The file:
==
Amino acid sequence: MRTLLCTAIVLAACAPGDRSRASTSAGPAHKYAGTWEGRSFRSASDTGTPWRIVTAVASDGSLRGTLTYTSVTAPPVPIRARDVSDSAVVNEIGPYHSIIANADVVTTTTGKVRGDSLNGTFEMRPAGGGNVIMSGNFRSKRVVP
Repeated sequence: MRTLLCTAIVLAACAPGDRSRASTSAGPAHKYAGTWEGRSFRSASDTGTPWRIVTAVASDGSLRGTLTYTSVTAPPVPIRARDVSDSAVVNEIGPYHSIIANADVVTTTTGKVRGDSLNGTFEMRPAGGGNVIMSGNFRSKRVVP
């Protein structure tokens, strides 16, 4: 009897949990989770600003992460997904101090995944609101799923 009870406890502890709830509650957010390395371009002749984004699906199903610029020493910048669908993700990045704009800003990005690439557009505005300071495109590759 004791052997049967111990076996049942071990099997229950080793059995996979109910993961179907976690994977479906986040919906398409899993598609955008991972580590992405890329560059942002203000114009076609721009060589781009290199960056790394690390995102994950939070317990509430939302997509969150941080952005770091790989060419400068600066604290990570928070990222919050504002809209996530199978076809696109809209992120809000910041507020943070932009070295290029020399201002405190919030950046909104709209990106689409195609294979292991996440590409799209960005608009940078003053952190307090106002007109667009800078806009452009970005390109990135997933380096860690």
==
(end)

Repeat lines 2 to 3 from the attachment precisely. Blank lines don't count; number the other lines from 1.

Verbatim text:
Repeated sequence: MRTLLCTAIVLAACAPGDRSRASTSAGPAHKYAGTWEGRSFRSASDTGTPWRIVTAVASDGSLRGTLTYTSVTAPPVPIRARDVSDSAVVNEIGPYHSIIANADVVTTTTGKVRGDSLNGTFEMRPAGGGNVIMSGNFRSKRVVP
């Protein structure tokens, strides 16, 4: 009897949990989770600003992460997904101090995944609101799923 009870406890502890709830509650957010390395371009002749984004699906199903610029020493910048669908993700990045704009800003990005690439557009505005300071495109590759 004791052997049967111990076996049942071990099997229950080793059995996979109910993961179907976690994977479906986040919906398409899993598609955008991972580590992405890329560059942002203000114009076609721009060589781009290199960056790394690390995102994950939070317990509430939302997509969150941080952005770091790989060419400068600066604290990570928070990222919050504002809209996530199978076809696109809209992120809000910041507020943070932009070295290029020399201002405190919030950046909104709209990106689409195609294979292991996440590409799209960005608009940078003053952190307090106002007109667009800078806009452009970005390109990135997933380096860690």